A new $2-million fund will help the Province boost local services and supports for families resettling in British Columbia due to the humanitarian crisis in Afghanistan.

The Refugee Readiness Fund is a one-time investment to ensure that B.C. communities are ready to welcome and respond to the needs of refugees from Afghanistan who are resettling in the province.

New Fund Supports Afghan Refugees to Resettle in B.C.

Government of BC | Ministry of Municipal Affairs | Thursday, November 4, 2021

A new $2-million fund will help the Province boost local services and supports for families resettling in British Columbia due to the humanitarian crisis in Afghanistan.

The Refugee Readiness Fund is a one-time investment to ensure that B.C. communities are ready to welcome and respond to the needs of refugees from Afghanistan who are resettling in the province.

The federal commitment is to resettle 40,000 Afghans to Canada, which means B.C. is preparing to welcome thousands of families and individuals over the coming months and years.

“Our hearts go out to every refugee who has had to flee their home, leaving family members, friends and all their possessions behind,” said Josie Osborne, Minister of Municipal Affairs. “The Refugee Readiness Fund recognizes the severity of the humanitarian crisis in Afghanistan and shows that British Columbia is ready to do its part to provide safe, inclusive and welcoming supports for Afghan families.”

The Refugee Readiness Fund will complement services already in place and support community capacity to successfully welcome Afghan individuals, families and children. Communities play an important role in helping refugees build new lives, facilitating connections to important services and supports, and creating a sense of security.

The Refugee Readiness Fund will assist with enhancing and co-ordinating community-level supports, such as:

  • information and education;
  • career guidance;
  • trauma counselling; and
  • mental-health supports.

As a result of the fund, refugees will benefit from enhanced services and supports. Communities will also benefit from a coordinated approach to delivering services, using shared knowledge and drawing from expertise throughout the province.

“As a former refugee, I know investing in our newcomers today means investing in Canada’s future,” said Froozan Jooya, executive director, Beacon for Hope for Afghan Children Society. “When I arrived in Canada as a child, my parents did not have the financial means to support us, but through the short-term assistance of our private sponsor and my family’s hard work, we were able to flourish in our new home. Today, all the members of my family are both educated and productive members of our community.”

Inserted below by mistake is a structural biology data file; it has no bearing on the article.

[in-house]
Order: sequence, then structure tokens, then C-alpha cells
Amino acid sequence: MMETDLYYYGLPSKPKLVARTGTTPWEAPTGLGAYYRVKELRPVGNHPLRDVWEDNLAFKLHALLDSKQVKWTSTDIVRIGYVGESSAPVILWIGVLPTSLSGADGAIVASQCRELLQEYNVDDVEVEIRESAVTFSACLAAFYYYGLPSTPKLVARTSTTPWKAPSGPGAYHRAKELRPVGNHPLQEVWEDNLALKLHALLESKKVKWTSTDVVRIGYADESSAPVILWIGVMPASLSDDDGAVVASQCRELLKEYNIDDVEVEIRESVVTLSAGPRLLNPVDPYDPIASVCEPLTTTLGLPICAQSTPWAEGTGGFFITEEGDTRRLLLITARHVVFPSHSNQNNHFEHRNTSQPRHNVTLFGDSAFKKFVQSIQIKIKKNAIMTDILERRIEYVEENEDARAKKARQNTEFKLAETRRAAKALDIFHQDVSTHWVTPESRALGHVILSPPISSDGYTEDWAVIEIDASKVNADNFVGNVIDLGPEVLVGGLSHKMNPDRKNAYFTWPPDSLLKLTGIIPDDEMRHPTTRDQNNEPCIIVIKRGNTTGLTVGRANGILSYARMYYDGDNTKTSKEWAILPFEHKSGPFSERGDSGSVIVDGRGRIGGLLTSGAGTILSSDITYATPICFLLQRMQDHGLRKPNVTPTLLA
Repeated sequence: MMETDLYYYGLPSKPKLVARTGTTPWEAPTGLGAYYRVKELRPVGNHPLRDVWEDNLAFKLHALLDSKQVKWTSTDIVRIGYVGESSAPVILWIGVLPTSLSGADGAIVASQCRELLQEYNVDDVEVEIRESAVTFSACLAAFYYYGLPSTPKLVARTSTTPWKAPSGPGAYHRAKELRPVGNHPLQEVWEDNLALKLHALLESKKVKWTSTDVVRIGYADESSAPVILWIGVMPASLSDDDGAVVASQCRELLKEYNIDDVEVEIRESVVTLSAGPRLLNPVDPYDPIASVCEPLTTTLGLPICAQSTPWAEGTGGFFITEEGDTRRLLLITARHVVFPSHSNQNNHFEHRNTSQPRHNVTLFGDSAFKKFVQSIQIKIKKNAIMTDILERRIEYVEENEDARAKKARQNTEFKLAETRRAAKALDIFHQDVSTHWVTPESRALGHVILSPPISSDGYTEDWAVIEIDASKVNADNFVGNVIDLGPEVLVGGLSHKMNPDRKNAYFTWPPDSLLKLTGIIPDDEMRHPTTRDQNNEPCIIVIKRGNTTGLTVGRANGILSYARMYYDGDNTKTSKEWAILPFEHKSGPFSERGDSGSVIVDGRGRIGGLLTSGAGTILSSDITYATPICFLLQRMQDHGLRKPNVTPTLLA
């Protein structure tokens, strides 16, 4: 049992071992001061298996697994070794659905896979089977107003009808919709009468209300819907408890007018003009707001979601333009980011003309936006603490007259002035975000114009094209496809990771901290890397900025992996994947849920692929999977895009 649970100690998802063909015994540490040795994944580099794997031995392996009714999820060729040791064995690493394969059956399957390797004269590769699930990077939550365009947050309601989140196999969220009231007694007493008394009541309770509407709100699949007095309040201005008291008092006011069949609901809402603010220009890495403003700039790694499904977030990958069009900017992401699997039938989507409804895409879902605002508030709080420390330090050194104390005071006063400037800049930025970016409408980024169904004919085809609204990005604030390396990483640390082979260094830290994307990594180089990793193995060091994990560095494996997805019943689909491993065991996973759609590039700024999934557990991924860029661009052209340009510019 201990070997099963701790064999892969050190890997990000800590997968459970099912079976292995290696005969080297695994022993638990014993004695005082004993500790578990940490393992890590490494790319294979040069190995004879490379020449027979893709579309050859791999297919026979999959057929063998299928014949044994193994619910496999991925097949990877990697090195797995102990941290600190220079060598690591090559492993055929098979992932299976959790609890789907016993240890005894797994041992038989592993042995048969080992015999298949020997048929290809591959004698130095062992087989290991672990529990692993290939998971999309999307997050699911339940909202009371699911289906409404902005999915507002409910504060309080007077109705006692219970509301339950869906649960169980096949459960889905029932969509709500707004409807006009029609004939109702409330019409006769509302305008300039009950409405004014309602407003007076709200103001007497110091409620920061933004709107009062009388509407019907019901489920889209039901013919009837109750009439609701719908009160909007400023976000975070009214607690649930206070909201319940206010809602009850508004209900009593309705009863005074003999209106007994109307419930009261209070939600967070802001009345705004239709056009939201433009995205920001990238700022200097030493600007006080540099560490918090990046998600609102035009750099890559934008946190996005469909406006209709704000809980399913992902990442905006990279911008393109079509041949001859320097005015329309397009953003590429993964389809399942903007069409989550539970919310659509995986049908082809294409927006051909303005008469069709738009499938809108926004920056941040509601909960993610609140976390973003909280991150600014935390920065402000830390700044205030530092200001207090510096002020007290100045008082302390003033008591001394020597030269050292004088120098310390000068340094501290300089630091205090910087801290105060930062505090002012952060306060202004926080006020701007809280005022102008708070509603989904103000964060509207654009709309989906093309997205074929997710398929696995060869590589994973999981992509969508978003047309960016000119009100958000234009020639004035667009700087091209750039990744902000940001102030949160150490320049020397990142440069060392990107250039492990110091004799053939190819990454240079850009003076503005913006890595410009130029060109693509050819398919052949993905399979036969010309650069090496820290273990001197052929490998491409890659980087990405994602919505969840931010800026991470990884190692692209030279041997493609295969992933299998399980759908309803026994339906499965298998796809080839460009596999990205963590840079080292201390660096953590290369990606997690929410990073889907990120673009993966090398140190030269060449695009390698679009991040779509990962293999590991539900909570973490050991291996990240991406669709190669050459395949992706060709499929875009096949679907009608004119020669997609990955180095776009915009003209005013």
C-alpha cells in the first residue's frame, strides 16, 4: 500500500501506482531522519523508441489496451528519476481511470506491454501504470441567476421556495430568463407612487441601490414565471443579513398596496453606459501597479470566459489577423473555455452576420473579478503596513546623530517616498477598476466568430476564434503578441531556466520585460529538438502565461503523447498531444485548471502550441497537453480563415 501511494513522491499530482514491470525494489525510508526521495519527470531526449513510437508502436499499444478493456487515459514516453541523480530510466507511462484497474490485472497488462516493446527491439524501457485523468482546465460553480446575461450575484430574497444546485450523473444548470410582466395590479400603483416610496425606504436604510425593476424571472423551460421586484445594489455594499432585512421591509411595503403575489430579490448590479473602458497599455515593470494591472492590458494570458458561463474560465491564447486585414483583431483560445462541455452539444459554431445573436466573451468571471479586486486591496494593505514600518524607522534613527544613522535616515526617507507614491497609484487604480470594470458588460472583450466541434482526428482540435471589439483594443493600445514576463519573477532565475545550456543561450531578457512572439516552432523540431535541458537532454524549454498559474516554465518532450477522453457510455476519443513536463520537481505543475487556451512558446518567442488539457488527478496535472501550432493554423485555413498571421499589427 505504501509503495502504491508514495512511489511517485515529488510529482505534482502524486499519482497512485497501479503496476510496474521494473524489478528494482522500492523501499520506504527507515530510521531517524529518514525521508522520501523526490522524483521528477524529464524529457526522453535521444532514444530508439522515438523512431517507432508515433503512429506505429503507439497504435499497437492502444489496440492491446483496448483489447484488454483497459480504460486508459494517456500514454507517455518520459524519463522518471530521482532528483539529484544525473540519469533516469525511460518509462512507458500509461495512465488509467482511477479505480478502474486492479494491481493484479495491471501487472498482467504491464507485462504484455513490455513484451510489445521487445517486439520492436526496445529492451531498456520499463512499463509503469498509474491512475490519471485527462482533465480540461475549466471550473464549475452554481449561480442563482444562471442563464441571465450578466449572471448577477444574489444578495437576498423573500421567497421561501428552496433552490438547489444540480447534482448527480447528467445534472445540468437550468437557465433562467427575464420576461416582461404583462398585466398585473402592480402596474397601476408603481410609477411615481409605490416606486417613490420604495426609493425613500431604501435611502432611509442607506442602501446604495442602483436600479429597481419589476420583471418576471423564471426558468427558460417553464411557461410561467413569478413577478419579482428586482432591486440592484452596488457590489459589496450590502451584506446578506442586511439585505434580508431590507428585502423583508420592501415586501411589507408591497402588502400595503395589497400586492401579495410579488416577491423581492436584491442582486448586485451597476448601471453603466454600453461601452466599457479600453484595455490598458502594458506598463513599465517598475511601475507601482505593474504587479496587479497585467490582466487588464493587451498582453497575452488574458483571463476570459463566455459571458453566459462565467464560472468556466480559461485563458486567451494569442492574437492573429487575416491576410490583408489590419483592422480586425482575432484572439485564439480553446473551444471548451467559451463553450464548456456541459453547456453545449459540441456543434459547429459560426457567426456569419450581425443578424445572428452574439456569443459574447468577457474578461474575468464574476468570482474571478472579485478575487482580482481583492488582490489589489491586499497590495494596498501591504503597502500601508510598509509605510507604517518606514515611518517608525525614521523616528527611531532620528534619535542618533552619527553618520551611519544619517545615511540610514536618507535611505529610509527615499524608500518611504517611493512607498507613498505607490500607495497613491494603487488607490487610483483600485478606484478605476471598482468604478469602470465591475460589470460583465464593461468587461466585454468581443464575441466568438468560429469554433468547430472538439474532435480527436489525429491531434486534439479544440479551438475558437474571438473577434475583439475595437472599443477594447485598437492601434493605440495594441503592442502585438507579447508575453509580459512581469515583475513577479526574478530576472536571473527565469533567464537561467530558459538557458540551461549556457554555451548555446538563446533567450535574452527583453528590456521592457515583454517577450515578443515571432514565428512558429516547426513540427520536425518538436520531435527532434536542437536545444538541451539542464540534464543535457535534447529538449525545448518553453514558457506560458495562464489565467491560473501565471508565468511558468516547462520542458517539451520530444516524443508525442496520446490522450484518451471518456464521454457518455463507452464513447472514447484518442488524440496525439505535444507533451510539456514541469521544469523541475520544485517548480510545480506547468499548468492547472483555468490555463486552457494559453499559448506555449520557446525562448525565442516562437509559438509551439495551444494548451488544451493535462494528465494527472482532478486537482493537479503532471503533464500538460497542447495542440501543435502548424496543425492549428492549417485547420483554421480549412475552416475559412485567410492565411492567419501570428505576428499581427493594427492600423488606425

Many government-sponsored refugees will settle in Metro Vancouver. Others will go to communities, such as Victoria and Kelowna, where resettlement supports exist.

The B.C. government continues to work closely with the federal government to identify opportunities in a wider range of communities where social and economic supports can be increased. Additionally, refugees will arrive through private sponsorship groups to many B.C. communities.

The Immigration branch of the Ministry of Municipal Affairs will consult with community organizations to determine how the fund can best be used to support the Afghan refugees. A procurement notice will be posted on BC Bid in early December.


Quick Facts

  • n September 2021, the Government of Canada doubled its commitment for Afghan resettlement in Canada from 20,000 to 40,000 people.
  • All refugees arriving in Canada have access to federal settlement services, which include needs assessment and referral, language assessment and training, and financial supports.
  • The B.C. government funds select services for refugees, including trauma counselling and the Career Paths for Skilled Immigrants program.
  • The Province will waive the three-month waiting period to enrol in the Medical Services Plan, which will allow refugees to get immediate medical care.
  • The Refugee Readiness Fund is modelled after a similar program that supported organizations and communities to welcome refugees during Operation in Syria 2015-16.
  • B.C. welcomed 4,595 refugees in 2016 during Operation in Syria.
  • In 2020, B.C. received 1,610 refugees, which was lower than normal due to the effect of the COVID-19 pandemic on national resettlement efforts.

Learn More


Source: BC Government News